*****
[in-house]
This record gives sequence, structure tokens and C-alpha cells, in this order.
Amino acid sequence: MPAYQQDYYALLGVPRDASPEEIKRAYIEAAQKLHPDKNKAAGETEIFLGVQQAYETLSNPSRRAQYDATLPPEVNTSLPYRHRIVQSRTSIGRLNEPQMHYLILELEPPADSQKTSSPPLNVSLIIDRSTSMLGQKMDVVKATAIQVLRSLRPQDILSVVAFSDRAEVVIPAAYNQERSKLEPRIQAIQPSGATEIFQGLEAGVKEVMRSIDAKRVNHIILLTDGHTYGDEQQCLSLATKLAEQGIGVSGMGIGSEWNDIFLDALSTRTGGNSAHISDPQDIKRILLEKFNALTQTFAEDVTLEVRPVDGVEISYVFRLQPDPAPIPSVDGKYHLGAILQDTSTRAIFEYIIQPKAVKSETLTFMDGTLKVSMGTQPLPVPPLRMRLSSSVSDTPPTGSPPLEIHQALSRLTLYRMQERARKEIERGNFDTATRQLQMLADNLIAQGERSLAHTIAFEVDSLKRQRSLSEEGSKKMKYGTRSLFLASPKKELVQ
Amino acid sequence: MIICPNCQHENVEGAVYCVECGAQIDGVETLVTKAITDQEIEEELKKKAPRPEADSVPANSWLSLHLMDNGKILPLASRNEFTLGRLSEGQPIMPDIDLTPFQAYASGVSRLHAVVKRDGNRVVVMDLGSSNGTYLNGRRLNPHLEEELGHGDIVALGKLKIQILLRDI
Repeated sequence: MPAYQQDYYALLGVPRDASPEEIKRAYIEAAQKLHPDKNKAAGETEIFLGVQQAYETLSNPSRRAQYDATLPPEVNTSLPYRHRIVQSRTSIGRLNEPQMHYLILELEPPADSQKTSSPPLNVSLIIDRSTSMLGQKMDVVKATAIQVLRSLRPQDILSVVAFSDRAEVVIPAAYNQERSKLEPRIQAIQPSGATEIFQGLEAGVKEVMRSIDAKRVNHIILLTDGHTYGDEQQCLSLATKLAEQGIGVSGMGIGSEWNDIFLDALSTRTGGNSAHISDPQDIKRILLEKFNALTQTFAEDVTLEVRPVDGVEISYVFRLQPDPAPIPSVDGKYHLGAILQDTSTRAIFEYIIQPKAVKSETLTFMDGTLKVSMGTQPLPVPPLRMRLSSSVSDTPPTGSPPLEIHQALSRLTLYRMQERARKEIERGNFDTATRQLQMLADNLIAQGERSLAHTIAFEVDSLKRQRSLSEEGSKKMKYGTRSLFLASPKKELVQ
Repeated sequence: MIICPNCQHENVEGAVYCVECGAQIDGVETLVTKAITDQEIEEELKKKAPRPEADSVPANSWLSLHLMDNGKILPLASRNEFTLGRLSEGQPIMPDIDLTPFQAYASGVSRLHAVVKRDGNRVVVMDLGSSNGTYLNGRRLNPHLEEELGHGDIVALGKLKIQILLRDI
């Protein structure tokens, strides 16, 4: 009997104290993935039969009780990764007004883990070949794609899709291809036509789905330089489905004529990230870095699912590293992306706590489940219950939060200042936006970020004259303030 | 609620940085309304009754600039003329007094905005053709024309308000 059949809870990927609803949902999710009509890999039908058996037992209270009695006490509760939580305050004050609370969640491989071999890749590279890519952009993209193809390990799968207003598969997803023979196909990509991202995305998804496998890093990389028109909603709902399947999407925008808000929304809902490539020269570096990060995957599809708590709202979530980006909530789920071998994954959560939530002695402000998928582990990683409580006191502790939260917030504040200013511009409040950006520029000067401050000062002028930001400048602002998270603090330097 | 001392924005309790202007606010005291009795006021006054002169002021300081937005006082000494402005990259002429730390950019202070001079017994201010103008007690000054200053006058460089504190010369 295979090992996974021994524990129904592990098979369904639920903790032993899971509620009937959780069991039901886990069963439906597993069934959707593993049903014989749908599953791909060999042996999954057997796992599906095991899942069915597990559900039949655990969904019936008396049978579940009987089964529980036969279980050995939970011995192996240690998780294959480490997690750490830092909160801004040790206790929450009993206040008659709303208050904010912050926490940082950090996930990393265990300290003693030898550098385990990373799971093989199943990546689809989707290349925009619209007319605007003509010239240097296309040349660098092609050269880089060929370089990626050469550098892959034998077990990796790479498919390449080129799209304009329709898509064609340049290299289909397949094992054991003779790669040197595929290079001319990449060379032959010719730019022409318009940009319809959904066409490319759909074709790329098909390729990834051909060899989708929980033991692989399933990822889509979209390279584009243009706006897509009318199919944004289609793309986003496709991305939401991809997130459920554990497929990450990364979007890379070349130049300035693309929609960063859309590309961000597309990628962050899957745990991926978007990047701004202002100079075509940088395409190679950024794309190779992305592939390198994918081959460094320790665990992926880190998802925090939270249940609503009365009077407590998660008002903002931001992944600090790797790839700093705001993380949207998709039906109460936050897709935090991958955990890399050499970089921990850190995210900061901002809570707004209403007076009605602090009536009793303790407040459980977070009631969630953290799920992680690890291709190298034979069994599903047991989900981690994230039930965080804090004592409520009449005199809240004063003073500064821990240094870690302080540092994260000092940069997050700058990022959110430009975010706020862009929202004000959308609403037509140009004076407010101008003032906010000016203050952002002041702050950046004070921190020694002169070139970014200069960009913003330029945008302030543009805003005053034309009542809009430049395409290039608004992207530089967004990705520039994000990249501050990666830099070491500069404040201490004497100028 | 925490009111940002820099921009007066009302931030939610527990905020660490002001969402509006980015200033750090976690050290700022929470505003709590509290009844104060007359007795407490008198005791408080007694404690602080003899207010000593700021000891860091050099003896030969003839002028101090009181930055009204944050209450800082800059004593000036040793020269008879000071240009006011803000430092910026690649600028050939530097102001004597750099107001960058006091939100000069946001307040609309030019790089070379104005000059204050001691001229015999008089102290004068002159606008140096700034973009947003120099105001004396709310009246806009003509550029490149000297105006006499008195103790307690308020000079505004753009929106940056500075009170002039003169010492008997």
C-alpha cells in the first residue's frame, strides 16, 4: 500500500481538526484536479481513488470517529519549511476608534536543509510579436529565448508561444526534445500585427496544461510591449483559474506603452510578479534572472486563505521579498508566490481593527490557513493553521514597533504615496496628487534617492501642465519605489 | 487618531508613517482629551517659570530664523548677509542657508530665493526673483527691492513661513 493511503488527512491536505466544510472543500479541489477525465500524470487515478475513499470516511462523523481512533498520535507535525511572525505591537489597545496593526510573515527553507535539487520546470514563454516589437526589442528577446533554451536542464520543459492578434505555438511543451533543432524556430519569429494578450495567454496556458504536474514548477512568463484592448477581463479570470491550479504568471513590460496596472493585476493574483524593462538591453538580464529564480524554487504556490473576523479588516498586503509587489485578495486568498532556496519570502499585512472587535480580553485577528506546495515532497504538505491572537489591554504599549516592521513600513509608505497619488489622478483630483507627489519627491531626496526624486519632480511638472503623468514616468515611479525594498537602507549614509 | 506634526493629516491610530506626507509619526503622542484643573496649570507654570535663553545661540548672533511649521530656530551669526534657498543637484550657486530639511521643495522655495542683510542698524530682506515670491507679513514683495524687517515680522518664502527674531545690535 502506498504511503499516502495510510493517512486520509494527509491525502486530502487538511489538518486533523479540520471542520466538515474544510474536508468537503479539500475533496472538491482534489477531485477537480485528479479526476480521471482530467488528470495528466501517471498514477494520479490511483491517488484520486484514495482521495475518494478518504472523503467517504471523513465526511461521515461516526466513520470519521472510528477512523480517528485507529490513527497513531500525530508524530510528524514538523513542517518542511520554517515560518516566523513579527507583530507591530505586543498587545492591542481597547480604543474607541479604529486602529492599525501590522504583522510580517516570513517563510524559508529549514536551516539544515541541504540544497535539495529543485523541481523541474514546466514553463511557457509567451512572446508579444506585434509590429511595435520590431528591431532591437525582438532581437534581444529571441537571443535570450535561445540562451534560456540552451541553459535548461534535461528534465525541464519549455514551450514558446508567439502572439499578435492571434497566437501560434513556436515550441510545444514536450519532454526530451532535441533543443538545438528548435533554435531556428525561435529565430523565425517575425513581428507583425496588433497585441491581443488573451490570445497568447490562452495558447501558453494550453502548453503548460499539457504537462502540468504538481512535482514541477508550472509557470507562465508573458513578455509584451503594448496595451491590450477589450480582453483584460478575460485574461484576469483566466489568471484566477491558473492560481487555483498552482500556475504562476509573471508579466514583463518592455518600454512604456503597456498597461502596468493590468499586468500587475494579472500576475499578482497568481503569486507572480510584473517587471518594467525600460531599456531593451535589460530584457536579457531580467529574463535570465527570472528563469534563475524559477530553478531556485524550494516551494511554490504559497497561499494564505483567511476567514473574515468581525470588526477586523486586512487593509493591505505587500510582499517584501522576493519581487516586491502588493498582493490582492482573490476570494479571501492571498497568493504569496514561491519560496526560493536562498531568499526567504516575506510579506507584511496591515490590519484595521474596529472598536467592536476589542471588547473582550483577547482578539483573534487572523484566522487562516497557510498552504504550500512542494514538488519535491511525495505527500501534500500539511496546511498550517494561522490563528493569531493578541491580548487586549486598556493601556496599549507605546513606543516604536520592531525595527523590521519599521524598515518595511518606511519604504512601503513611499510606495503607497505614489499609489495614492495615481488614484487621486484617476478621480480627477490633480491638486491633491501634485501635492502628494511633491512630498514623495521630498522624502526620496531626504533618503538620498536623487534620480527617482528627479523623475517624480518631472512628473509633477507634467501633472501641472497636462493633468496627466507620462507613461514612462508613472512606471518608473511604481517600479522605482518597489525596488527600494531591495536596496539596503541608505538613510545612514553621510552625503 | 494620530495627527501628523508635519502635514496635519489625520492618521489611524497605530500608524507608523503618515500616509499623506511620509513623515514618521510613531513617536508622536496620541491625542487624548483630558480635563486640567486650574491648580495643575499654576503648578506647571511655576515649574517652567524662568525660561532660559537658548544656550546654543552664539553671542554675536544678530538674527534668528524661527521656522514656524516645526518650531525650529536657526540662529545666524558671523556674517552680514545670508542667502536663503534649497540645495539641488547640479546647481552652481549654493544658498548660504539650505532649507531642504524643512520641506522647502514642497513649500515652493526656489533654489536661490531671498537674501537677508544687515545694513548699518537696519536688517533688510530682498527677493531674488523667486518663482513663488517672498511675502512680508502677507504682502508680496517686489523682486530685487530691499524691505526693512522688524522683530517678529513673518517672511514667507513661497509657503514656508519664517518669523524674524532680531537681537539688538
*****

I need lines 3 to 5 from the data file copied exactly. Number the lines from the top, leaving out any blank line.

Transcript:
Amino acid sequence: MPAYQQDYYALLGVPRDASPEEIKRAYIEAAQKLHPDKNKAAGETEIFLGVQQAYETLSNPSRRAQYDATLPPEVNTSLPYRHRIVQSRTSIGRLNEPQMHYLILELEPPADSQKTSSPPLNVSLIIDRSTSMLGQKMDVVKATAIQVLRSLRPQDILSVVAFSDRAEVVIPAAYNQERSKLEPRIQAIQPSGATEIFQGLEAGVKEVMRSIDAKRVNHIILLTDGHTYGDEQQCLSLATKLAEQGIGVSGMGIGSEWNDIFLDALSTRTGGNSAHISDPQDIKRILLEKFNALTQTFAEDVTLEVRPVDGVEISYVFRLQPDPAPIPSVDGKYHLGAILQDTSTRAIFEYIIQPKAVKSETLTFMDGTLKVSMGTQPLPVPPLRMRLSSSVSDTPPTGSPPLEIHQALSRLTLYRMQERARKEIERGNFDTATRQLQMLADNLIAQGERSLAHTIAFEVDSLKRQRSLSEEGSKKMKYGTRSLFLASPKKELVQ
Amino acid sequence: MIICPNCQHENVEGAVYCVECGAQIDGVETLVTKAITDQEIEEELKKKAPRPEADSVPANSWLSLHLMDNGKILPLASRNEFTLGRLSEGQPIMPDIDLTPFQAYASGVSRLHAVVKRDGNRVVVMDLGSSNGTYLNGRRLNPHLEEELGHGDIVALGKLKIQILLRDI
Repeated sequence: MPAYQQDYYALLGVPRDASPEEIKRAYIEAAQKLHPDKNKAAGETEIFLGVQQAYETLSNPSRRAQYDATLPPEVNTSLPYRHRIVQSRTSIGRLNEPQMHYLILELEPPADSQKTSSPPLNVSLIIDRSTSMLGQKMDVVKATAIQVLRSLRPQDILSVVAFSDRAEVVIPAAYNQERSKLEPRIQAIQPSGATEIFQGLEAGVKEVMRSIDAKRVNHIILLTDGHTYGDEQQCLSLATKLAEQGIGVSGMGIGSEWNDIFLDALSTRTGGNSAHISDPQDIKRILLEKFNALTQTFAEDVTLEVRPVDGVEISYVFRLQPDPAPIPSVDGKYHLGAILQDTSTRAIFEYIIQPKAVKSETLTFMDGTLKVSMGTQPLPVPPLRMRLSSSVSDTPPTGSPPLEIHQALSRLTLYRMQERARKEIERGNFDTATRQLQMLADNLIAQGERSLAHTIAFEVDSLKRQRSLSEEGSKKMKYGTRSLFLASPKKELVQ